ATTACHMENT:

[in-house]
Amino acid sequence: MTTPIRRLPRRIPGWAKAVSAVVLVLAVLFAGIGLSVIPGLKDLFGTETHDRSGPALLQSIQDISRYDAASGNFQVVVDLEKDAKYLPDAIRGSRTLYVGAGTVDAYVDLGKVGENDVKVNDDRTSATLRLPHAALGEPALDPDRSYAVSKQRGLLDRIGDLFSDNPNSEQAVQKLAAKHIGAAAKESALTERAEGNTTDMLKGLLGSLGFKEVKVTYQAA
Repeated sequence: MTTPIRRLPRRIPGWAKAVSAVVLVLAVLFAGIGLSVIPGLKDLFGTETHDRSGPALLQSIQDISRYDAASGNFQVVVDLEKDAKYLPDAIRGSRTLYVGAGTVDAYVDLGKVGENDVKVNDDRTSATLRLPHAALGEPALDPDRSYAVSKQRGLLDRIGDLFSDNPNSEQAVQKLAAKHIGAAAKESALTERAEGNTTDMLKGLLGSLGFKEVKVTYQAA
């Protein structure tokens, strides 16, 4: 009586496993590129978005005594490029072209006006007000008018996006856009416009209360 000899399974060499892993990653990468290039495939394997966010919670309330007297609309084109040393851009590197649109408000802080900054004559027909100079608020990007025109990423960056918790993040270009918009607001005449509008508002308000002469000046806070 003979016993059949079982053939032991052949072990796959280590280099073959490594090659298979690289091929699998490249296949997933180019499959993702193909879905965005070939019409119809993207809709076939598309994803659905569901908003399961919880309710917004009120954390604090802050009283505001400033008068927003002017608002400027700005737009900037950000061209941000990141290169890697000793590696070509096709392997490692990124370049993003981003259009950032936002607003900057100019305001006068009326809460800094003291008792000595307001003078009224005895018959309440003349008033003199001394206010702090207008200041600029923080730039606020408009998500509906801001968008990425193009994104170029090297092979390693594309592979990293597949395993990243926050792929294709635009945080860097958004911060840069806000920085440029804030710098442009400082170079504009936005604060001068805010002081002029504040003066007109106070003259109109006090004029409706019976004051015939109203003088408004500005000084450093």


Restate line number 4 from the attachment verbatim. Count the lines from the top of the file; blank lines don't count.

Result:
């Protein structure tokens, strides 16, 4: 009586496993590129978005005594490029072209006006007000008018996006856009416009209360 000899399974060499892993990653990468290039495939394997966010919670309330007297609309084109040393851009590197649109408000802080900054004559027909100079608020990007025109990423960056918790993040270009918009607001005449509008508002308000002469000046806070 003979016993059949079982053939032991052949072990796959280590280099073959490594090659298979690289091929699998490249296949997933180019499959993702193909879905965005070939019409119809993207809709076939598309994803659905569901908003399961919880309710917004009120954390604090802050009283505001400033008068927003002017608002400027700005737009900037950000061209941000990141290169890697000793590696070509096709392997490692990124370049993003981003259009950032936002607003900057100019305001006068009326809460800094003291008792000595307001003078009224005895018959309440003349008033003199001394206010702090207008200041600029923080730039606020408009998500509906801001968008990425193009994104170029090297092979390693594309592979990293597949395993990243926050792929294709635009945080860097958004911060840069806000920085440029804030710098442009400082170079504009936005604060001068805010002081002029504040003066007109106070003259109109006090004029409706019976004051015939109203003088408004500005000084450093």